High-ranking United Nations officials outlined progress today on a range of issues, including the illicit trade in small arms, integrating gender perspectives into the mainstream, and the need to revive the stalled disarmament machinery, as the First Committee (Disarmament and International Security) held its final virtual informal interactive dialogue.
Frank Tressler Zamorano, President of the Conference on Disarmament, said that the body produced a purely procedural report in order to avoid deepening divisions, especially on defence and security. The Conference could not reach consensus on a programme of work despite the efforts of multiple States, he added. Noting that the Conference evokes conflicting feelings, he said it has been unable to comply with its original mandate for two decades due to an atmosphere of mistrust. Of 39 requests for observer status, five were vetoed, he added, pointing out that a majority of States expressed their disagreement with that outcome. On gender parity, he said deep distrust was in play, with some delegations believing that this initiative was intended to reopen the rules of procedure. Since many Member States agreed that the disarmament machinery is an essential part of the security framework, it was impossible to conceal the frustration over its stagnation and inertia, he stated. The Conference risks losing its credibility and legitimacy as a multilateral forum and becoming a venue for purely academic discussion, he warned. Underlining the importance of convening a new special session of the General Assembly on the subject, he said the Conference otherwise runs the risk of disappearing through inaction or irrelevance.
Robin Geiss, Director of the United Nations Institute for Disarmament Research (UNIDIR), said that the entity issued 38 publications and convened 62 online and hybrid activities, with more than 6,000 participants and website traffic increasing by 50 per cent. Besides its annual disarmament orientation course for new diplomats in Geneva, he added, the Institute offered a range of activities addressing, among other themes, the importance of nuclear-weapon-free zones, gender mainstreaming, arms control, and security concerns around artificial intelligence. UNIDIR regularly provides reports and expertise to the Security Council on such issues as the illicit trade in small arms and light weapons, he noted, also highlighting partnerships with other United Nations entities and the African Union, among others. Going forward, it will continue its contributions in relation to preventing conflict, tackling the threat of improvised explosive devices and seeking security in outer space, he said. He went on to report that women occupy 54 per cent of UNIDIR’s positions, and its staff hail from 24 countries.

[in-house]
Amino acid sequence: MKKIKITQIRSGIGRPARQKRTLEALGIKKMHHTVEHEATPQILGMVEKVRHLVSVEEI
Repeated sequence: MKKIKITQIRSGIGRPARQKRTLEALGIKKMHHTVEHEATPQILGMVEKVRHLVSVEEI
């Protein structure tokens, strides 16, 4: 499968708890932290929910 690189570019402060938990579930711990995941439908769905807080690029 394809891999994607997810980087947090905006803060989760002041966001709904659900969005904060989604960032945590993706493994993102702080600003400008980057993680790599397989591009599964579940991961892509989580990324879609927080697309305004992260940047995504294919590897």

Selma Ashipala-Musavyi, Chair of the United Nations Secretary-General’s Advisory Board on Disarmament, said after two years of in-depth discussions, its report tackles how to reinvigorate nuclear disarmament and arms control efforts, especially in the current challenging international climate. “Progress, in plain terms, requires States to talk to each other and for them to identify common goals, language and practices,” she stated. That would require a modern diplomatic toolkit to address tensions and re-establish dialogue while refraining from strategic nuclear competition and reducing reliance on nuclear weapons in national security doctrines, she added. Given the lack of an intergovernmental process addressing how technological innovations could potentially increase the risk of the use of nuclear weapons, she suggested that a group of governmental experts could contribute greatly in that regard. As nuclear weapons threaten everyone, a world free of them, as well as chemical and biological weapons, requires the urgent action of everyone, with renewed political dedication and robust leadership, and a convincing narrative on nuclear disarmament efforts.
John Ennis, Chief ad interim of the Regional Disarmament, Information and Outreach Branch in the United Nations Office for Disarmament Affairs, offered an overview of the work of the Organization’s three regional disarmament centres, saying they have continued to adapt to the changing realities of the pandemic by developing new working methods to continue providing expert assistance to Member States across a wide spectrum of activities. Through capacity-building and training activities, as well as legal and technical assistance, the centres have been able to fulfil their mandates in spite of pandemic-related difficulties, he reported. They have worked at the forefront in forging partnerships, both upstream and downstream, furthering the aims of disarmament, non-proliferation and arms control. He emphasized that the work would not have been possible without the financial and in-kind support of the donor community, adding that strategic partnerships with beneficiary States have been instrumental in delivering impact at the national and community levels.
The Committee then heard from the directors of the three regional disarmament centres.